There are so many ways that you can practice influencing others.
Some are the obvious things like:
- you can do lots of speeches in public and get better at persuading people
- you can go to lots of networking events and get better at that
- you can write lots of articles and make your written influence more effective
Some situations where you want to influence and are a good opportunity to improve your influencing skills will be in a formal setting. Maybe you want to encourage a new client to sign on the dotted line or perhaps you need to get your colleagues to agree to a strategic plan of action.
However, one of the best ways to practice influence is in your daily interactions with other human beings. Incidents, that in the grand scheme of your life don’t matter and if you get them wrong there will probably not be big consequences.
One of the simplest is trying to turn a negative interaction into a positive one. What do you do if someone starts off grumpy as soon as you speak to them? Can you change the way they feel about you?
I tried this as a little experiment a few weeks ago when I was in the Czech Republic. I’m a fan of Czech beer and was very excited to have a nice pub near where we were living. The first time I’d been there, the people working there had been friendly.
I went back to the pub and sat outside, where I had been very promptly served last time (you are supposed to wait for them to come and serve you).
No-one came out.
I waited a bit longer and no-one came.
I went inside and spoke to the man behind the bar. He seemed a bit annoyed that I had come in and told me to wait outside. He seemed even more annoyed when I said that I had already been waiting outside and no-one had been out to see me.
I dutifully went and sat outside. I realised that I had two main choices. One was that I could change my opinion of the place from the positive impression I had on my first visit and not go back. The other was that I could try to make the waiter like me a little more after we had got off on a bad footing. I decided on the second option.
This then, was a great opportunity to practice my powers of influence. In my way were a grumpy waiter, something of a language barrier and a poor start to our interaction.
Over the course of the meal I had there, I tried three main tactics:
- I showed I appreciated him. When he brought my drink or my food, I showed that I appreciated it. I wanted him to see that I wasn’t a general troublemaker who had no respect for him- I just hadn’t enjoyed sitting on my own outside his pub.
- I showed that I appreciated something that (I presume) was important to him. When I drank the beer he brought me, I praised Czech beer as the best in the world. Note I was being authentic here, it really is my favourite!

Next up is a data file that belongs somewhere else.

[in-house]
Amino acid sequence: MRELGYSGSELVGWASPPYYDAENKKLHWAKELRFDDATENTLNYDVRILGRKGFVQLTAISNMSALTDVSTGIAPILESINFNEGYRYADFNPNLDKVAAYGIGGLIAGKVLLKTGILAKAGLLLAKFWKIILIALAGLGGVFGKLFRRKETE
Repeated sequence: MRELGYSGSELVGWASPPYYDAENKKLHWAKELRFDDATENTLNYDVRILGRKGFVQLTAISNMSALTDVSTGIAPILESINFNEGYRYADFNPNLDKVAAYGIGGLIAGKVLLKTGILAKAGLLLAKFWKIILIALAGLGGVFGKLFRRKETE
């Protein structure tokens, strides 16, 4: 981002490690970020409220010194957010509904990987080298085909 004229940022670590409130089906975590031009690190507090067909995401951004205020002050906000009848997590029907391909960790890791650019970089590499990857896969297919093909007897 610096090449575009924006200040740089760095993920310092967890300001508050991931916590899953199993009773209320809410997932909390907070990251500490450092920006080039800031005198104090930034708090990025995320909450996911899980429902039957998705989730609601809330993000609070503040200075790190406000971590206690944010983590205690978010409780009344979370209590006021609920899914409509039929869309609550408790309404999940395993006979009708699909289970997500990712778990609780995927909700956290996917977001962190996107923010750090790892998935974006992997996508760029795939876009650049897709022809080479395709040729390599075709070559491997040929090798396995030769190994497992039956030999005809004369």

- I left a decent tip to also show my appreciation. The meal was good value so this wasn’t some grand gesture on my part, but again it showed I had respect for the staff and the establishment.
So, what happened?
Over time I felt his attitude soften to me (and I promise it wasn’t just because of the tip, it might have even been one of the other waiters who brought me the bill). I even got a smile and a bit of an acknowledgement.
He hopefully went away thinking I wasn’t all bad and that I appreciated him. I went away liking the pub again and happy that I had managed to soften his attitude towards me.
Now, this is one small, relatively minor example.
I’m not suggesting that you reward bad service or that you don’t stand up for yourself if people are rude to you.
But, in this situation by being positive I had a much, much nicer time too. Plus, just by that small interaction I picked up a few extra tips about how to influence- especially about how to influence in other cultures.
I am sure that there are so many small ways throughout your day that you can practice influence with the people around you. It could be people close to you- your family or friends. It might be someone you interact with in a shop.
The most important thing to remember is ‘what is the other person’s perspective?’.
In my own case, what was the man feeling when I first went and spoke to him? Maybe he had been experiencing a bad day in his personal life or at work. Maybe someone had been mean to him. Maybe the system of serving people in the pub is not to his liking and stresses him out. Maybe English-speaking customers had been rude to him in the past so he didn’t start off on the right foot with me. Whatever was going on in his mind I had the choice to either be grumpy back….or to use my influence to try to change things for us both.